This jazz piano solo performance showcases Sherilyn Peters, as she plays her original interpretations of songs familiar to most musicians and jazz listening audiences. Peters gathers an unusual selection of jazz music, easing back in time to an old traditional spiritual called “Ev’ry Night” then springing forward to Herbie Hancock’s incredible “Maiden Voyage”. The mood lifts with oldies like “Moonglow” and “Ladybird,” while Jimmy Dorsey’s “Boogie Woogie” swiftly offers her version of a nice little dance tune. Chick Corea’s “Children’s Song” surprisingly changes the pace of the album after the more complicated scores of “Anthropology” and “Things To Come” by Dizzy Gillespie. Although the jazz favorite Miles Davis certainly wrote “All Blues” and “Milestones” with many musicians and a real band in mind, Peters’ solo performances on the baby grand piano emphasize her intuitive choice to modify these complex melodic messages.
In its entirety, “First Satori” offers a collection of more simplified and essentially more relaxing interpretations of some of the most well known tunes in jazz, without losing the quality of her distinctive voice, in the sound of her own style of music. Her romantic and swinging impression of “Body and Soul” leads listeners into her original composition “Free Fall” featuring Bruce Boege on the soprano saxophone.
Peters said “First Satori” has captured a moment in time where she is following the lead of some of the greatest masters in the history of jazz music. “Carefully listening to their jazz creations has inspired me to further develop my own ideas, my latest personal interpretations and my own new discoveries in music,” she said. In regards to her original composition “Free Fall,” she said the tune’s message passes through her hands and lands in a different place every time. At the very last moment, when we were finishing the recording, I asked my engineer Bruce Boege to please join me on the album, ‘singing’ something beautiful on his soprano saxophone, to give my original composition the other (missing) melodic voice. Thanks to Bruce the “Free Fall” now sounds more like an interwoven duet, falling to earth from out of the clear blue sky,” she said.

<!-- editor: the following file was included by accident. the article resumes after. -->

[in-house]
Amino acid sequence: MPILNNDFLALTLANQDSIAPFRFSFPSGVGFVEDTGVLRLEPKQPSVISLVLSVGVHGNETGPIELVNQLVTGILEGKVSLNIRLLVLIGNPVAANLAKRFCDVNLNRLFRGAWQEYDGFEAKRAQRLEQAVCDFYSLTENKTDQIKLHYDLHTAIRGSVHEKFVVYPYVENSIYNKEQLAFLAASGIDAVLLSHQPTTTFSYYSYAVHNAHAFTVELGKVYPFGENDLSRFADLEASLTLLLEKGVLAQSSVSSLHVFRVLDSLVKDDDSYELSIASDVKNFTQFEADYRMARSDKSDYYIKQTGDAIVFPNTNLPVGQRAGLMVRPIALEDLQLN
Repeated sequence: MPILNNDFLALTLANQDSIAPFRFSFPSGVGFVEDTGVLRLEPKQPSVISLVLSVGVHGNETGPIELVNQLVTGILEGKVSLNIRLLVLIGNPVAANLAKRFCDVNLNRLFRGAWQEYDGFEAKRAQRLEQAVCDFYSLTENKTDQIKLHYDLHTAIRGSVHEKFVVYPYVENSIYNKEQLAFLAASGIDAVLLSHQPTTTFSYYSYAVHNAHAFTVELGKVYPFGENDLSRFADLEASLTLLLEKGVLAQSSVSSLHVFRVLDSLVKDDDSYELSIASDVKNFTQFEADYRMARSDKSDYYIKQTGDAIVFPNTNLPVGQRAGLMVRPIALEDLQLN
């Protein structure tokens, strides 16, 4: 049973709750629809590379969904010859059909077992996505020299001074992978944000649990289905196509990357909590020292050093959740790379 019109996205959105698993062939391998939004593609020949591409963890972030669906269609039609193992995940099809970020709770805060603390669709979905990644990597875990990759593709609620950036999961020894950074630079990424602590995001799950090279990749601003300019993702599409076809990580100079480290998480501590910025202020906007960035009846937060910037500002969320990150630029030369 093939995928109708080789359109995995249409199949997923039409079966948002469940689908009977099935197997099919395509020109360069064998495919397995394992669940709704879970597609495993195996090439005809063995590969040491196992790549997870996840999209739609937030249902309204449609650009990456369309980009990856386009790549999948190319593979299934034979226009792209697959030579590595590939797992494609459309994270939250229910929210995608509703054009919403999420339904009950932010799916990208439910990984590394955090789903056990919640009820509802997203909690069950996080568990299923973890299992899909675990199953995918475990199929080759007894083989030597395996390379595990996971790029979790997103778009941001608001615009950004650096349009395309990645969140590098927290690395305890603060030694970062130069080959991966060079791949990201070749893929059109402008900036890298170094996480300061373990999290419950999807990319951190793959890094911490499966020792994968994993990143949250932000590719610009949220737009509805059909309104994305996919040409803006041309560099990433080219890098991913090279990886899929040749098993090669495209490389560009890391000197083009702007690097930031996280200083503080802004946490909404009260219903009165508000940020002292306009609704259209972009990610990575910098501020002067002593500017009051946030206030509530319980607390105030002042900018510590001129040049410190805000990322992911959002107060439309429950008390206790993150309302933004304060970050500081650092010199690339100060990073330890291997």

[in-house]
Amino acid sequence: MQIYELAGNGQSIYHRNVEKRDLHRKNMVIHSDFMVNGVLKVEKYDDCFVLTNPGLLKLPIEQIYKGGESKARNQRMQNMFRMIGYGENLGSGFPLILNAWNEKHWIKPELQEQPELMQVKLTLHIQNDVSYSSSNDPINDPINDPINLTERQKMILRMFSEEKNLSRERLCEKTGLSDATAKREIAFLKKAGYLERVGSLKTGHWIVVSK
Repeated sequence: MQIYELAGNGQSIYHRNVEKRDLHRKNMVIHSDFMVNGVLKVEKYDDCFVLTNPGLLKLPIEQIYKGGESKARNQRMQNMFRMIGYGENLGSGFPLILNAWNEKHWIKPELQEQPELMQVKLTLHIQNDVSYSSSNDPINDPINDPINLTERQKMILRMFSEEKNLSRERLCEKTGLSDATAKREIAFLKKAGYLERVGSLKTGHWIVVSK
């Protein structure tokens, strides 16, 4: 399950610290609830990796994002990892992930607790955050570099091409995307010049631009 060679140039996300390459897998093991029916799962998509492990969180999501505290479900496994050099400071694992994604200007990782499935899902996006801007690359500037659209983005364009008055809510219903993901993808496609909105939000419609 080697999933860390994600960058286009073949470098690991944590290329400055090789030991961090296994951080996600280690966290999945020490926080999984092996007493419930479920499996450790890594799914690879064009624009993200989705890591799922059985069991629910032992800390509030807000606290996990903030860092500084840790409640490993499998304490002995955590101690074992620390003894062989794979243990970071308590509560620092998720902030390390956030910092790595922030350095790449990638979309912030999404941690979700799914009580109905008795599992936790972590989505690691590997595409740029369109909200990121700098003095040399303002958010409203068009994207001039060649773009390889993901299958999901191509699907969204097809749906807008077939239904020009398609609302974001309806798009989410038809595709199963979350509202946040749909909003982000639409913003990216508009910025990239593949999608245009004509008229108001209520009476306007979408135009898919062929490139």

The album was truly “Made in Maine,” recorded and mastered by Boege at his Limin Music in Northport and manufactured by Klarity in North Vassalboro. To listen to samples of the new album for free and to purchase the CD, visit www.cdbaby.com/cd/sherilynpeters. To contact send emails to firstname.lastname@example.org.
Sharing in the artist's own words:
My friends call me Sheri . I’m a native Californian and was raised in Ohio . My joy for playing the piano started when I was only three. My first improvisations came naturally in what I used to call my “Fairies and Goblins”. As a young woman I gathered multiple educational experiences, traveling coast to coast. In 1979, I graduated from Alfred University, in Alfred New York with a Bachelor of Fine Arts Degree. Since then I’ve been expressing myself as an artist in surrealistic oil paintings on canvas and have also produced many classical figurative bronze sculptures, while living abroad in Switzerland and teaching fine arts in private schools near the city of Zuerich. I decided to return to America a few years ago and have settled on the midcoast of Maine in the small harbor town of Camden.